Many smaller agencies, such as Euro Railways, succumbed to financial pressure and went out of business. Mr Cunha told me that his staff had complied with 68 per cent of customer refund requests even though rail companies, such as Spain’s Renfe and Germany’s DB, he said, only complied with 23 per cent. of Euro Railways reimbursement requests. Mr. Cunha noted that, in many cases, he had received credit from companies for future train travel, but reimbursed customers in cash. (When I contacted these rail companies separately, a Renfe representative said all tickets had been refunded regardless of conditions, and DB did not respond to a request for comment.) That left Euro Railways with negative cash flow, Cunha said, even as it still owes people like you $128,000.

If that’s true, you were particularly unlucky. Age-Christoffer Lundeby, the communication manager for Vy, the Norwegian railway company that operates trains from Bergen to Oslo, sent me documentation showing that Vy had reimbursed Euro Railways for the value of their tickets, money that obviously never reached you. .

Unfortunately, you are not the first person to have problems with Euro Railways. The company has a history of online complaints, from this TripAdvisor thread that started 10 years ago to those logged with the Better Business Bureau. The state of Florida administratively dissolved Euro Railways in 2018 for failing to provide an annual report and never reinstated it in the two years before Mr. Cunha ceased operations.

And perhaps most obviously, in 2020, Euro Railways was sued by Rail Europe, a major player in rail tickets (it brought the Eurail pass to the United States in 1959) for which Euro Railways was an affiliate agent. Rail Europe claimed that Mr. Cunha’s company owed them $38,000 that Mr. Cunha had agreed to pay in writing in 2018. In 2021, a Broward County judge entered a default judgment against Euro Railways and ordered Mr. Cunha pay more than $40,000. Neither Rail Europe nor Cunha said whether that debt was ever settled, but Cunha wrote: “I can assure you that we were the ones who suffered in a unilateral severance of the commercial relationship.”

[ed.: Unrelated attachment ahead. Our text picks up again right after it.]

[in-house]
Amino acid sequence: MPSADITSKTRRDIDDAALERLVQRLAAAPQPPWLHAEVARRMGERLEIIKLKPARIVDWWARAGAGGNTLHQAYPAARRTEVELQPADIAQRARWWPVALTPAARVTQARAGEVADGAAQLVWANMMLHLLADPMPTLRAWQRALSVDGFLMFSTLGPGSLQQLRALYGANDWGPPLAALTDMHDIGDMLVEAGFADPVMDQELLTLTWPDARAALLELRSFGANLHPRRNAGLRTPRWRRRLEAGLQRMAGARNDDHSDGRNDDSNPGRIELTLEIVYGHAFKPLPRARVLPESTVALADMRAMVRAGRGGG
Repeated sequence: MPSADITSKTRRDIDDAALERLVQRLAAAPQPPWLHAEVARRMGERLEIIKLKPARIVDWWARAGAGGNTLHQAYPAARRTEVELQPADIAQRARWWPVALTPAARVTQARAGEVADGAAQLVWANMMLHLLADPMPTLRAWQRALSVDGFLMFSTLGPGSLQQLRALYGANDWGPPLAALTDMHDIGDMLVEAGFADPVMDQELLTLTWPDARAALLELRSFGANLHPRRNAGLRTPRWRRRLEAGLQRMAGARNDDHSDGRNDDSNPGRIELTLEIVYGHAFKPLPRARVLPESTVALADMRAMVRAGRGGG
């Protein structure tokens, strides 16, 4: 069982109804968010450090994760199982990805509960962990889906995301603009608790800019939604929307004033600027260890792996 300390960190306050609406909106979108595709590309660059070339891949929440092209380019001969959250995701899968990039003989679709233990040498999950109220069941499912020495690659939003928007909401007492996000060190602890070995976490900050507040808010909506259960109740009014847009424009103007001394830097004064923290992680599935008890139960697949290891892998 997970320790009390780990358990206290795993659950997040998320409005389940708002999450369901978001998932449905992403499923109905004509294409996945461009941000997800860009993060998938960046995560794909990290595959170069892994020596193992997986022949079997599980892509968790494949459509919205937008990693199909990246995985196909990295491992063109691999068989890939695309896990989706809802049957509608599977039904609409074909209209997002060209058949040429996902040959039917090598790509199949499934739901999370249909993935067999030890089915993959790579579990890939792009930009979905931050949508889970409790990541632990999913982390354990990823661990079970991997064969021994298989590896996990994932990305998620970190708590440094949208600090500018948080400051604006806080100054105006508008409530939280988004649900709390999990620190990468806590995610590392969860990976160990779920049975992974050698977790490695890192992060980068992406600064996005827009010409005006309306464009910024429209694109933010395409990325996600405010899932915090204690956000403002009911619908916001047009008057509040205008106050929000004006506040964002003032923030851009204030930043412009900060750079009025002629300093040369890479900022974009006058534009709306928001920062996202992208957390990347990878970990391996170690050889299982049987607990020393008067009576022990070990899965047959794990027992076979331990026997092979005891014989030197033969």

I tried to go on and also broached whether Tom Louis was a real person. That seemed to be the last straw, and Mr. Cunha switched to Portuguese (which he knew I spoke) and told me to “go scare a pig,” a Brazilian equivalent of “go fly a kite” or “jump into a lake”. .” He did not respond to subsequent emails.

Unfortunately, I wasn’t able to get his money back, but his story sheds light on two often confusing questions that could help other travellers: how to book train tickets in Europe and what to do if you can’t get a refund.

For the train ticket question, I turned to Mark Smith, who founded the wonderful and obsessive train website Seat61.com. He said that there is really no need to use intermediaries like Euro Railways. Instead, Google the train operator in the country where your trip begins and book directly through them.